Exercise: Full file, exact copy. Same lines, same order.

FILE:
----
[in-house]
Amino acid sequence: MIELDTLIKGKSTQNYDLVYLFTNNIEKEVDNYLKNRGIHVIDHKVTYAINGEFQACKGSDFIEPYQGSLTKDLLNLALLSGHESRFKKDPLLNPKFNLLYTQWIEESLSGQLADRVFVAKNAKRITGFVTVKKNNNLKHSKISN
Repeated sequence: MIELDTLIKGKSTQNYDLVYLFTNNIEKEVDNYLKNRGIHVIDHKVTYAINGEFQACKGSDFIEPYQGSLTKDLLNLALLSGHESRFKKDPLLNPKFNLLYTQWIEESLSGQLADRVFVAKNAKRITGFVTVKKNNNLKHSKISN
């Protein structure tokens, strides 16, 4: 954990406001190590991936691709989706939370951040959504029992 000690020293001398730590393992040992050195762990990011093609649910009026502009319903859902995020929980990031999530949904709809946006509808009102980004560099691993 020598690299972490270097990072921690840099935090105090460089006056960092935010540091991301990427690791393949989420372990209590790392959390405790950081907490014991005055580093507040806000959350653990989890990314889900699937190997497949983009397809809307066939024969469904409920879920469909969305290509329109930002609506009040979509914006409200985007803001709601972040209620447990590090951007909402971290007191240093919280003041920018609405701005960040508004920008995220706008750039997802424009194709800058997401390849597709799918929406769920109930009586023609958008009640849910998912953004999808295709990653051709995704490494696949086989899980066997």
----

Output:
[in-house]
Amino acid sequence: MIELDTLIKGKSTQNYDLVYLFTNNIEKEVDNYLKNRGIHVIDHKVTYAINGEFQACKGSDFIEPYQGSLTKDLLNLALLSGHESRFKKDPLLNPKFNLLYTQWIEESLSGQLADRVFVAKNAKRITGFVTVKKNNNLKHSKISN
Repeated sequence: MIELDTLIKGKSTQNYDLVYLFTNNIEKEVDNYLKNRGIHVIDHKVTYAINGEFQACKGSDFIEPYQGSLTKDLLNLALLSGHESRFKKDPLLNPKFNLLYTQWIEESLSGQLADRVFVAKNAKRITGFVTVKKNNNLKHSKISN
């Protein structure tokens, strides 16, 4: 954990406001190590991936691709989706939370951040959504029992 000690020293001398730590393992040992050195762990990011093609649910009026502009319903859902995020929980990031999530949904709809946006509808009102980004560099691993 020598690299972490270097990072921690840099935090105090460089006056960092935010540091991301990427690791393949989420372990209590790392959390405790950081907490014991005055580093507040806000959350653990989890990314889900699937190997497949983009397809809307066939024969469904409920879920469909969305290509329109930002609506009040979509914006409200985007803001709601972040209620447990590090951007909402971290007191240093919280003041920018609405701005960040508004920008995220706008750039997802424009194709800058997401390849597709799918929406769920109930009586023609958008009640849910998912953004999808295709990653051709995704490494696949086989899980066997």